U.S. Asks High Court to Rule AIDS Virus a Disability
By Joan Biskupic
The Justice Department yesterday urged the Supreme Court to rule that people who are infected with the AIDS virus should be protected by the Americans With Disabilities Act, particularly because the virus interferes with reproduction and pregnancy.
The government position came in a brief filed on the side of a Maine woman whose dentist denied her routine treatment in his office because she had the virus that causes AIDS. After dentist Randon Bragdon refused to fill a cavity for Sidney Abbott, she sued under the ADA, which protects people with disabilities from discrimination.
The law covers anyone who has "a physical or mental impairment that substantially limits one or more major life activities." Abbott argued that she was disabled because she was substantially limited in the "major life activity" of reproduction because an HIV-positive pregnant woman risks transmitting the virus to her child.
She also asserted that a person with the HIV infection, even without symptoms, should automatically be considered disabled. An appeals court ruled in her favor, but the Supreme Court recently agreed to hear Bragdon's challenge. The primary question for the high court is whether someone with HIV is substantially impaired.
"There can be little dispute with the clear medical evidence that infection with the HIV virus constitutes an `impairment,' from the time the virus enters the body and begins to attack the blood and lymphatic systems," Solicitor General Seth Waxman asserted in the government's brief. Because the lower appeals court emphasized the virus's interference with reproduction, the government stressed that factor.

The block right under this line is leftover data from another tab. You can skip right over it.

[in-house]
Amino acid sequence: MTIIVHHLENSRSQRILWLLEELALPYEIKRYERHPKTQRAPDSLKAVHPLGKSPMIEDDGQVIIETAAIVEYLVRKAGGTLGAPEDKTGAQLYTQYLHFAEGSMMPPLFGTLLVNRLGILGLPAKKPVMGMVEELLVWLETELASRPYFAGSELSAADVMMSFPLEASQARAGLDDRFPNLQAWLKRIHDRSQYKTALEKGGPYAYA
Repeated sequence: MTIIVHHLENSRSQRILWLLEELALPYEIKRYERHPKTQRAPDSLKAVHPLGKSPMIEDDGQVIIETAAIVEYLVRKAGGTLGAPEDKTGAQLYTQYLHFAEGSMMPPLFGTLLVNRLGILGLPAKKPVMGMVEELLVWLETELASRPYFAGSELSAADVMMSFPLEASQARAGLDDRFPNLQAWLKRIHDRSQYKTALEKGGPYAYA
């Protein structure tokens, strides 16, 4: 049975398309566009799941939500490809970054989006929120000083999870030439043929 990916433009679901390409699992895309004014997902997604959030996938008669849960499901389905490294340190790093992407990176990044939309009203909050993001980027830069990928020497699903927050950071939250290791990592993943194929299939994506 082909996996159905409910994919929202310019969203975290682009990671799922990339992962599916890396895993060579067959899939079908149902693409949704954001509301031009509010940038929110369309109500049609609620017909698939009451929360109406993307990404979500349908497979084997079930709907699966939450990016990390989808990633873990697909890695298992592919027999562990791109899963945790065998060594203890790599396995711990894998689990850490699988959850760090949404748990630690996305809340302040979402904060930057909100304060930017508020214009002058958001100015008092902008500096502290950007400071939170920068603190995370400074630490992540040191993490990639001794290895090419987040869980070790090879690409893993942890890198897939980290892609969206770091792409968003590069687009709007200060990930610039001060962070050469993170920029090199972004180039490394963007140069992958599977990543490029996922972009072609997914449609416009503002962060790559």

"The infection limits the conditions and manner under which [a woman] can become pregnant, because it makes unprotected intimate sexual relations life-threatening for her partner. The infection also would threaten the life of a child, since it can be passed from mother to child before or during birth and during breast feeding."
The Justice Department noted it has long considered the HIV infection a disability not only because of its affect on reproduction but also "because the reactions of others to infected individuals cause such individuals to be treated as though they are disabled."
Bragdon's lawyer, John W. McCarthy, has argued that reproduction is not one of the "major life activities" envisioned by the Congress, such as walking or seeing. While the case of Bragdon v. Abbott is the first to test the scope of AIDS-related coverage under the 1990 ADA, the administration in other cases and actions has supported the idea that the anti-discrimination law protects people with HIV (human immunodeficiency virus).
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